This book highlights the key characteristics of Islamic banking which differentiate it from conventional banking.
This detailed book highlights how Islamic banking is consistent with the Sharia’a and, as such, an important part of the system is the prohibition on collecting interest. This central religious precept appears to rule out most aspects of modern finance but it does allow money to be used for trading tangible assets and business, which can then generate a profit.
Brian Kettell’s book looks at all aspects of Islamic banking, including detailed chapters on its creation through to explanations of Murabaha and Musharaka contracts, Ijara and Istisna'a financing methods, as well as Salam and Takaful insurance. Finally the book takes a look at Sharia’a law and Sharia’a boards, indicating the roles and responsibilities that come with membership.
Islamic banks have been operating in places such as Bahrain, Saudi Arabia, Malaysia and Dubai for some time. Conventional bankers have traditionally viewed the sector as a small, exotic niche, but in the past five years it has seen a surge in popularity. Several Western investment banks, including HSBC, Lloyds Bank and Citigroup, have started working with Muslim clerics to create new ranges of financial products designed for devout Muslims, due not only to the growing Muslim population in Europe but also higher oil prices.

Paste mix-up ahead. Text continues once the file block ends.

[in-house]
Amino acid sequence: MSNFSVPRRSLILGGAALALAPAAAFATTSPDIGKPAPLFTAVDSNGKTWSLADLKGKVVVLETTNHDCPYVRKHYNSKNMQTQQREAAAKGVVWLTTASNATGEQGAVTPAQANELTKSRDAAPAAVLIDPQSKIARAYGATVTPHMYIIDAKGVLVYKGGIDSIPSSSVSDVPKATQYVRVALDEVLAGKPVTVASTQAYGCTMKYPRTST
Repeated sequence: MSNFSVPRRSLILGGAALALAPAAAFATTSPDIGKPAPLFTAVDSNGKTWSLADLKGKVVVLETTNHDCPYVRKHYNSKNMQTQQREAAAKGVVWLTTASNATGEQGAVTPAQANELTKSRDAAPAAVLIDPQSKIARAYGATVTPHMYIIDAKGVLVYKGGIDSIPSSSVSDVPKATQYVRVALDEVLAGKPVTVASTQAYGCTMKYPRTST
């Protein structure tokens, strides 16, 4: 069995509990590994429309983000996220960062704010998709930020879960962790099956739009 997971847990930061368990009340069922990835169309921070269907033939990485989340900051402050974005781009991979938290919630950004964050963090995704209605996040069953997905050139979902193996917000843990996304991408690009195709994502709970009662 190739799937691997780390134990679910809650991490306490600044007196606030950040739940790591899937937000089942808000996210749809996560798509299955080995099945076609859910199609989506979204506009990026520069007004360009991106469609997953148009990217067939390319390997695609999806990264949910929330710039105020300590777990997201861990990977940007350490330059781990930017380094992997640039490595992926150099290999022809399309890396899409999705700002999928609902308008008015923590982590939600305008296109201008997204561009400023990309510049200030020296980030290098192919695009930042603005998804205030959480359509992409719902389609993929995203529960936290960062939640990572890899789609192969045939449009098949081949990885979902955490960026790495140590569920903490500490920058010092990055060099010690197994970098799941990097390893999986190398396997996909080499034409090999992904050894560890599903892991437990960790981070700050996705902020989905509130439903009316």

Although estimates of the size of the Islamic finance industry vary greatly, everyone agrees that it is expanding rapidly and this is the perfect book for anyone looking to understand the industry.